by Raad Alkadiri
July has always been a politically feverish month in Iraq. Nevertheless, the violent protests that have swept southern Iraq over the past two weeks have been unprecedented both in scale and focus. Ports blocked; airports closed; provincial government offices sieged; and, most telling of all, local headquarters of Islamist Shi’a parties and allied militias attacked. Latest reports put the death toll at eight to ten, with over 100 injured.
Unrest like this, in the heartland of the Islamist Shi’a parties that dominate Iraqi politics, are bound to tempt overly apocalyptic prognostications. Yet the extent of the latest protests and their targets do hint at something more deep-seated than just simple frustration with a lack of services and jobs. Their tone suggests that protestors are angry at the failures of Iraq’s post-2003 political system and the country’s lack of competent leadership. If so, then the current crisis represents the most serious existential challenge that Iraq’s political elite has faced since Saddam Hussein’s regime was overthrown.
Signs of popular exasperation with the status quo have been evident for some time. Growing discontent with the poor state of local services and bad governance has led to periodic demonstrations across the country – including the Shi’a heartland of the south – over the past few years. Protests in Basra in 2015 quickly spread to other southern provinces and culminated in massive demonstrations in Baghdad, where Muqtada al-Sadr and his supporters stormed the Green Zone. There have been smaller-scale demonstrations in the south since then, which have grown in number over the past few months. A further sign of the depth of Iraqi disillusionment with the political system was the low turnout in the 12 May elections: officially, over 55 percent of the electorate boycotted the poll, and the real figure may have been significantly higher as Iraqis who have grown cynical with the country’s politics voted with their feet.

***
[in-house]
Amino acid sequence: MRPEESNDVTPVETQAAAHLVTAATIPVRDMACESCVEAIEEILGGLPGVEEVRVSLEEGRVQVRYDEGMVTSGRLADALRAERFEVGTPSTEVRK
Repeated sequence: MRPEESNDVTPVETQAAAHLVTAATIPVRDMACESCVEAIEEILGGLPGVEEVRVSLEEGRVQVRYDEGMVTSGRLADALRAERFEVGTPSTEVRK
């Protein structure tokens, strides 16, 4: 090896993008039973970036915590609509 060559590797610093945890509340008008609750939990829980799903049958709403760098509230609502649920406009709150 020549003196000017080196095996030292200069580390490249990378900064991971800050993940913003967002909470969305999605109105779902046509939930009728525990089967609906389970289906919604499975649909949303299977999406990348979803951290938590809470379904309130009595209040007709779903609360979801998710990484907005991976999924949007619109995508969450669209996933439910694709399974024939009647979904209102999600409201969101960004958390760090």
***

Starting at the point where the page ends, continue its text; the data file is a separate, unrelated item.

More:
The sources of popular alienation from politics are easy enough to see. Years of maladministration, corruption, poor of services, declining rule of law and a gross lack of accountability have undermined the population’s faith in the sincerity of the political elite and in their ability to fix the country’s problems. Successive governments since 2004 have been ‘big tent’ affairs, based on inclusiveness, ethno-sectarian quotas and – to a certain extent – consensus. But in practical terms, ‘government of all’ has come to mean ‘government for the few’, led by a Green Zone elite that is effectively unaccountable to the public.
The democratic process continues through elections, but these polls are not a vehicle for change. Time and again the outcome is a national coalition government composed of the same factions (albeit in different proportions to one another based on parliamentary strength) that jealously guard their access to privilege and patronage, and resist meaningful reform. In the absence of opposition politics, the Council of Representatives lacks any incentive to provide oversight and the population lacks alternatives. Meanwhile, politicisation of the judiciary has neutered the effectiveness of the institution as a bulwark against political abuse.
Generational change is also contributing to the schism between ruler and ruled. For the most part, Iraq’s leaders were shaped by the vicious fight against Saddam Hussein’s regime and the ethno-sectarian politics that it spawned. Their mindset remains mired in that tragic past, shackled by an overwhelming focus on the identity of Iraq’s rulers rather than on good governance. But for Iraq’s increasingly young population, almost 75 percent of whom are under 35 years old, memories of the Saddam era and its repression are dim. Their political awareness evolved after 2003, and they judge their rulers on the performance of government since then. As Shi’a political Islam has lost its resonance, issues, not identity, have become paramount for this electorate.